Tiny Barbarian DX is planned as a 4-part series, each of which is meant to tell a new tale in the ongoing saga of the Tiny Barbarian. Completing the first episode, subtitled “The Serpent Lord”, offers a short ending followed by a “to be continued” statement. Players who purchase the game are granted access to all future episodes as they are released.



Episode 2: Ruins of Xanadu
Tiny Barbarian DX Episode 2 picks up where the first chapter left off, with the tiny barbarian and the rescued maiden lying in a cave near a roaring fire. Then, the bikini-clad woman wakes up to see the barbarian snoring away, and she goes over to try to wake him up. When he goes on sleeping, she kicks him in the gut and walks out of the cave. Your first action is to wake up the barbarian with a button press and then head out of the cave, which is situated in the side of a cliff.


The opening area is all about ascent, as you climb vines to make your way up the cliff face, and periodically enter caves to complete platforming challenges and move ever upward. Outside, a long fall usually means instant death as you drop off the bottom of the screen. Within the caves, however, you are more likely to land on solid ground and lose a bit of progress… and sometimes you can grab a horizontal vine on your way down, which lets you halt your descent and recover to your previous position.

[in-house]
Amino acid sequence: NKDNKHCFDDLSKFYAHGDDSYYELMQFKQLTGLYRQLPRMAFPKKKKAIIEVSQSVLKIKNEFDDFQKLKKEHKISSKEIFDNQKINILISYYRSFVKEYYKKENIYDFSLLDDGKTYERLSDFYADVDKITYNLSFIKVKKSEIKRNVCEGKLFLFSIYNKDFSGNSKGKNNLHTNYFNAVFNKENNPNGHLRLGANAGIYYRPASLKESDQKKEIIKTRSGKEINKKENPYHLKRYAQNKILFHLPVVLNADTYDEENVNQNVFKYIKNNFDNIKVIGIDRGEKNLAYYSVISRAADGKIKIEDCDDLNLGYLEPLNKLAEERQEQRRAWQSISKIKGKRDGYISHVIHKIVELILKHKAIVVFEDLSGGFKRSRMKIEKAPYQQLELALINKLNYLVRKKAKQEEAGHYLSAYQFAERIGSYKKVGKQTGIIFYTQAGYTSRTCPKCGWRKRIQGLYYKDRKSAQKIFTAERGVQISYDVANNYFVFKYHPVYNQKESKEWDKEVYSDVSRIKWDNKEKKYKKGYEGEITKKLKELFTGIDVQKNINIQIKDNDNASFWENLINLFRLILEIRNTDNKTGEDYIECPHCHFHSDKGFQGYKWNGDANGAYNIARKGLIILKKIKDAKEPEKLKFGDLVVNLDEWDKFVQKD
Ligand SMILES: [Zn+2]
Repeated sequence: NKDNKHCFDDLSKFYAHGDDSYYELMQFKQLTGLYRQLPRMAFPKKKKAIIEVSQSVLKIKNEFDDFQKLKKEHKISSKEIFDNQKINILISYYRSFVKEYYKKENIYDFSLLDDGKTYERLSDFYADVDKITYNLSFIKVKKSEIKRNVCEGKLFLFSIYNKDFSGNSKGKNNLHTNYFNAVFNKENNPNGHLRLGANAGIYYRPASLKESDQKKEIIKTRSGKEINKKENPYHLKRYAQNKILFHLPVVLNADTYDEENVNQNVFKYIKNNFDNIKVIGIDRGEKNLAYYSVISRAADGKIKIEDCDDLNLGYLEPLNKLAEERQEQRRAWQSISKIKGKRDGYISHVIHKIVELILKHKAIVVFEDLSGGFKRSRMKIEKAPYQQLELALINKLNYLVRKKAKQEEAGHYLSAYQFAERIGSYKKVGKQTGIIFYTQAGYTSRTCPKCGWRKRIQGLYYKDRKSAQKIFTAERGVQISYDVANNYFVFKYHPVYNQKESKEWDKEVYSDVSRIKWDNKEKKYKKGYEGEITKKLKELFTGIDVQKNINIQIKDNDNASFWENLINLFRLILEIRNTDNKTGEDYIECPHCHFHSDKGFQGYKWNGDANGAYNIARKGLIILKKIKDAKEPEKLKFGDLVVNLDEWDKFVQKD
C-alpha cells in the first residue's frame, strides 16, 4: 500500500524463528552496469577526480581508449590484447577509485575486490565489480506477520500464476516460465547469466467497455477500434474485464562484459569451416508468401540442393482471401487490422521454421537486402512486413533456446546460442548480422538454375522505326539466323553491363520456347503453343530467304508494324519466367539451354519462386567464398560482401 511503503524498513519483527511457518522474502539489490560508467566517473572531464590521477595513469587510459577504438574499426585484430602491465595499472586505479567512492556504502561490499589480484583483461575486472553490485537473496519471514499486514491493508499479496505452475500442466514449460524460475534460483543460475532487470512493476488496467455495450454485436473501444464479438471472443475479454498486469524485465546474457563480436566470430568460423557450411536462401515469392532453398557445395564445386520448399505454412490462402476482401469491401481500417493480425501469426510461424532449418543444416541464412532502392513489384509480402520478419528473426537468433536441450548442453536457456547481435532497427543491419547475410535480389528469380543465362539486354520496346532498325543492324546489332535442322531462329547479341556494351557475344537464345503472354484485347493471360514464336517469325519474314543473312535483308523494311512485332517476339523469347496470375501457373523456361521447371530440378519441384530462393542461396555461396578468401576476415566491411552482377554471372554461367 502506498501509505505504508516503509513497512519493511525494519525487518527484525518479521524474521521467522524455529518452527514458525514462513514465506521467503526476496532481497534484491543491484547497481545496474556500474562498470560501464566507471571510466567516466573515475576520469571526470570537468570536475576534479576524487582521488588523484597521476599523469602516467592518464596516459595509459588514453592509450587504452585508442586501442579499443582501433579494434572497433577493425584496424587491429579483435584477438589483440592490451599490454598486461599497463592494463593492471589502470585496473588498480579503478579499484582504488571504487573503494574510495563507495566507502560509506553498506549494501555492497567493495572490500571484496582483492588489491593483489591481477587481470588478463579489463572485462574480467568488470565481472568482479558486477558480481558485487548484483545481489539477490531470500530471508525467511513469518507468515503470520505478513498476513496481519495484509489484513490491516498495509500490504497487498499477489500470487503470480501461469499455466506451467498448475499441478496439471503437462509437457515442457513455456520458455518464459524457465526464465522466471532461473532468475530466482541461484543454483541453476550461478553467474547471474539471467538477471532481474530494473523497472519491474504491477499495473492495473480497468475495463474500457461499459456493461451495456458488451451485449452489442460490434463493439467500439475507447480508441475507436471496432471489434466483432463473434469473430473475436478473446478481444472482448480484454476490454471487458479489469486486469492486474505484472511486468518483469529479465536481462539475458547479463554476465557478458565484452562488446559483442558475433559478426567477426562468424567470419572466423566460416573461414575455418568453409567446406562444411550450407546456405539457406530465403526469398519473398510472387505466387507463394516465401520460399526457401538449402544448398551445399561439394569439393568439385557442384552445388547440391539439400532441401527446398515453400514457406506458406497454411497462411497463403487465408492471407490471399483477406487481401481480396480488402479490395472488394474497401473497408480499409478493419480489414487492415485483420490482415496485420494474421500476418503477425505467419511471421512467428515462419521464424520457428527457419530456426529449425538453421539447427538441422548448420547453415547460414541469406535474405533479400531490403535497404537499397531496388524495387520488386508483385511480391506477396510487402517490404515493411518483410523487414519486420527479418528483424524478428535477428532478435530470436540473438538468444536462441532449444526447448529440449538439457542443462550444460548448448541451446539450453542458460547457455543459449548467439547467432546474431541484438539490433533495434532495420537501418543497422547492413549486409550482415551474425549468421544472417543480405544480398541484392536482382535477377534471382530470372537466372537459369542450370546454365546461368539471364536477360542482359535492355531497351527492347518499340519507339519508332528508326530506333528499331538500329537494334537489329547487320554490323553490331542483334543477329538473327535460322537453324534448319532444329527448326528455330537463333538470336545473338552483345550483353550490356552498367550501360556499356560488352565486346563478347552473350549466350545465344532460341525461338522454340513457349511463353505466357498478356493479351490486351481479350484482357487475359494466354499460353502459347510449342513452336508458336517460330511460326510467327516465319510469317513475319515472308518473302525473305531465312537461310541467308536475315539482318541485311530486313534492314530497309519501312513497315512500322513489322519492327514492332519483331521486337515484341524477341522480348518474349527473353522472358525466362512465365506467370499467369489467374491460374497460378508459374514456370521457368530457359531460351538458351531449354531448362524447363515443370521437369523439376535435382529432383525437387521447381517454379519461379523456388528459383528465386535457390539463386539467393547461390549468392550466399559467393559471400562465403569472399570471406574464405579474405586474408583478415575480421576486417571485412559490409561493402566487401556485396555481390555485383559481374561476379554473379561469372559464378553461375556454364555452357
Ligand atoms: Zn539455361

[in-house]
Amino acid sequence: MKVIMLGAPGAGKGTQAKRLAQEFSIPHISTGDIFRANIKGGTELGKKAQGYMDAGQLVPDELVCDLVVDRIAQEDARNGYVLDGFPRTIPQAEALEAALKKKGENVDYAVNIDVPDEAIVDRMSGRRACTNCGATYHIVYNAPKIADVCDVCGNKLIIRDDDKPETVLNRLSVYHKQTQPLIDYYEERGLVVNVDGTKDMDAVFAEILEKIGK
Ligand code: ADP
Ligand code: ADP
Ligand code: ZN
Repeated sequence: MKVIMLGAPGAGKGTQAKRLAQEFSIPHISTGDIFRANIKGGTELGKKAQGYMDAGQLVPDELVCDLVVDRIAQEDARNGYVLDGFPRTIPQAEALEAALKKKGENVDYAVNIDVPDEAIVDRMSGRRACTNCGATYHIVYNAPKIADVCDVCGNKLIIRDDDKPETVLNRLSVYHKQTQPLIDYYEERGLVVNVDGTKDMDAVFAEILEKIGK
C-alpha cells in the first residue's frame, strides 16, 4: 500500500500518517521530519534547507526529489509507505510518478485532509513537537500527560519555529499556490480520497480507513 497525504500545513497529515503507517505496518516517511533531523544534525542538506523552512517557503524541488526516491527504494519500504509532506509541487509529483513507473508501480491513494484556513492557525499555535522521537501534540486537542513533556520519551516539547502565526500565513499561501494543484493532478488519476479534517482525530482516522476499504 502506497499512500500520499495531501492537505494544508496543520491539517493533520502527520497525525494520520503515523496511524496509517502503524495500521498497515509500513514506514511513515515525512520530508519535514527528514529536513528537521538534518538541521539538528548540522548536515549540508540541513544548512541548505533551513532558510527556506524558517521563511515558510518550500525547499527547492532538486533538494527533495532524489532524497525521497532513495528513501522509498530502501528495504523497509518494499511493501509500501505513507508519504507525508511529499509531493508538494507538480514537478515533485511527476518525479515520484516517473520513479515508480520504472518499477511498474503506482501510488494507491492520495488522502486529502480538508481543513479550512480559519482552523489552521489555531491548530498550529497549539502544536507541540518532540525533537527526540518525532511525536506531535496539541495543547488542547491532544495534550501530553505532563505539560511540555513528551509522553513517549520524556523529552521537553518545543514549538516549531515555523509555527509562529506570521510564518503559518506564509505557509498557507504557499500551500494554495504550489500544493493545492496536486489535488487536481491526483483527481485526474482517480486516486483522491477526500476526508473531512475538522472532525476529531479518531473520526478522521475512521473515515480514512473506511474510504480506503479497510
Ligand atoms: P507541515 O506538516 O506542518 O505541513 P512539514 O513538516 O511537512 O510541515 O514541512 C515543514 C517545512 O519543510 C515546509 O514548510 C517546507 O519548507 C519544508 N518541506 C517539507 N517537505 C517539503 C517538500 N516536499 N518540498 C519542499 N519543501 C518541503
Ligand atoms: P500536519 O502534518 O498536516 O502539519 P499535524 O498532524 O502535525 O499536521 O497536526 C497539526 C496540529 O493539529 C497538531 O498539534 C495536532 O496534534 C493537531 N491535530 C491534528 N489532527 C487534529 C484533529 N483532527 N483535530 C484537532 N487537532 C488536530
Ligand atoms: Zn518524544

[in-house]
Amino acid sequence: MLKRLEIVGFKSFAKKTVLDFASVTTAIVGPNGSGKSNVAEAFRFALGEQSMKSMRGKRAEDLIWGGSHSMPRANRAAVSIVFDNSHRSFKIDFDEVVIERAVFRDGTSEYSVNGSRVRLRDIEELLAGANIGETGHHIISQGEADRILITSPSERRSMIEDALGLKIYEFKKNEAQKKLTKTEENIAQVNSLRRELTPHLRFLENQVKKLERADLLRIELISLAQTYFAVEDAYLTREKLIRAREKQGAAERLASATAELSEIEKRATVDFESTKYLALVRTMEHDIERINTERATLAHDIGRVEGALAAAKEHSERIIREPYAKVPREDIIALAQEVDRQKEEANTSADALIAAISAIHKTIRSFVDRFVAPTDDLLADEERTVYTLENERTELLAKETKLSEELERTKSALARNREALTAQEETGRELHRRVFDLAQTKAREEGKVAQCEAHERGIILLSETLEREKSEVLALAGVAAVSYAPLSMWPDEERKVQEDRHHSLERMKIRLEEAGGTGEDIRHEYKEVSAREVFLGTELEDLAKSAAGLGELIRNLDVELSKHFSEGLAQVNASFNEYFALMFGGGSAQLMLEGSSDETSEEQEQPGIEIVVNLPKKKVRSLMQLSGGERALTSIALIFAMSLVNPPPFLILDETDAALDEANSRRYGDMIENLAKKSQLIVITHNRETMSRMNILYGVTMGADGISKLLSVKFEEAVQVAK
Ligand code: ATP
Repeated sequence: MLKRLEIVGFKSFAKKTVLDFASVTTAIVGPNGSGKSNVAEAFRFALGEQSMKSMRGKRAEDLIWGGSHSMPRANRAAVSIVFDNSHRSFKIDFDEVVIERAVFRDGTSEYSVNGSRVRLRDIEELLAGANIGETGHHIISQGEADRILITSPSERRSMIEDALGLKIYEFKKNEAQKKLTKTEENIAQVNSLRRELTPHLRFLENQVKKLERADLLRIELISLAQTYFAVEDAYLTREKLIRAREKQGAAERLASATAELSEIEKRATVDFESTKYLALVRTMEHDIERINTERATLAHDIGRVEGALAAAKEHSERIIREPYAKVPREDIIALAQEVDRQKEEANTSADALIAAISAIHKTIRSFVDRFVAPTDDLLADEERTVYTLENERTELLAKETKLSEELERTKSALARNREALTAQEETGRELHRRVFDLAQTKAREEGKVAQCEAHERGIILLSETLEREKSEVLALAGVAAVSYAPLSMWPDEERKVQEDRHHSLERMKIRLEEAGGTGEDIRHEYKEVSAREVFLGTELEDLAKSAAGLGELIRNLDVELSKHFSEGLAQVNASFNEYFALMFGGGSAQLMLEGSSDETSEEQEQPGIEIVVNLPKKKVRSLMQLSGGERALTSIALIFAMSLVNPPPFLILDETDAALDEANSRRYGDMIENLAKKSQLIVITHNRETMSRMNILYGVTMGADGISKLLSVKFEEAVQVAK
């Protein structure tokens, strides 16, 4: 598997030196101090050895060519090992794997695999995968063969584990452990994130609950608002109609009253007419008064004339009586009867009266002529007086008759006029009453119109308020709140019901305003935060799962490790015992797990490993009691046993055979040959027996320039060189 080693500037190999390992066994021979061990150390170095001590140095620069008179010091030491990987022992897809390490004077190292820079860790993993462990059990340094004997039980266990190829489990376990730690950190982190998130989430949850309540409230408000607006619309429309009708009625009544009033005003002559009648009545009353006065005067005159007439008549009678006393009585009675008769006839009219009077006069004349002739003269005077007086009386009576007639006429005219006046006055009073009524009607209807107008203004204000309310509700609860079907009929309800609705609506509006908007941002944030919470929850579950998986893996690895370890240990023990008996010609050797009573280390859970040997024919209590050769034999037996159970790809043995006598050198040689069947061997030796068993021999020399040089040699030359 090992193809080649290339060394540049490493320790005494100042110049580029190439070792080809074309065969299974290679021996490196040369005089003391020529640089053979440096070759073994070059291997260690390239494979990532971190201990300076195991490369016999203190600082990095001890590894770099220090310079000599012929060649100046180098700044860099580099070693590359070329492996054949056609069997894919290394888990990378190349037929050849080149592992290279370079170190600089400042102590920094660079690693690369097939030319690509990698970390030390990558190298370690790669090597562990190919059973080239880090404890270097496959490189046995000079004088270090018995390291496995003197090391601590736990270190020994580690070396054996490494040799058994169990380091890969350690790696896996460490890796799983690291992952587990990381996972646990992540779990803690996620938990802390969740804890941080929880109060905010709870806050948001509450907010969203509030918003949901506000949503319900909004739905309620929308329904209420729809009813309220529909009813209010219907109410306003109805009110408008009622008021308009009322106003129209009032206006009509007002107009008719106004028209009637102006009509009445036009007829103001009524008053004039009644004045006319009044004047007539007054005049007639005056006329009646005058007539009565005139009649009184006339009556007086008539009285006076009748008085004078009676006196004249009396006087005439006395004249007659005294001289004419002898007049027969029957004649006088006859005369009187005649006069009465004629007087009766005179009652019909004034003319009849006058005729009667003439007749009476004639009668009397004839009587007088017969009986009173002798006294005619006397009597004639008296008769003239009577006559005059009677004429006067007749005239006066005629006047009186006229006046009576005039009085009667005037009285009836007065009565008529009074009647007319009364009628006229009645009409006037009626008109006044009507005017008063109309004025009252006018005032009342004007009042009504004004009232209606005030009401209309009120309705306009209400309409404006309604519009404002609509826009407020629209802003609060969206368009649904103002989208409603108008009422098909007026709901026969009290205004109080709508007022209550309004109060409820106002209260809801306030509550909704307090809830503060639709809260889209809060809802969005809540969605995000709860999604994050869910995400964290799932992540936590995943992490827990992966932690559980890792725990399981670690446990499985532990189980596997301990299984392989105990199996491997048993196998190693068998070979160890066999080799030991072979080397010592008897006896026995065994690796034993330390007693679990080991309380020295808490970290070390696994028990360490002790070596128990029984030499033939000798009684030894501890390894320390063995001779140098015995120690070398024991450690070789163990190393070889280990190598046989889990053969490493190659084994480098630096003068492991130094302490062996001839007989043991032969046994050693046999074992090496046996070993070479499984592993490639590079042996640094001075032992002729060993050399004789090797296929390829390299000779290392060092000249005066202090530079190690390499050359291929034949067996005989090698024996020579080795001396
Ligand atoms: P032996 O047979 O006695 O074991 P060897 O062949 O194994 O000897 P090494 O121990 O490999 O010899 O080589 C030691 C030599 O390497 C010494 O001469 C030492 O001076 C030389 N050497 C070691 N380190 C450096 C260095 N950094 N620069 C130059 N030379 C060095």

Caves are filled with a number of dangers, including falling rocks that fall straight down, requiring players to run under them or time their jumps properly to get over them. Occasionally, you encounter falling spiked platforms that will smash you to bits if they land on you, but you must also use them to move forward. When one of these platforms hits solid ground, it imbeds itself in the rock and lets you use it as a stepping stone to reach slightly greater heights. When falling, the player must time his jump precisely to land on it and then quickly jump away before it falls off the bottom of the screen.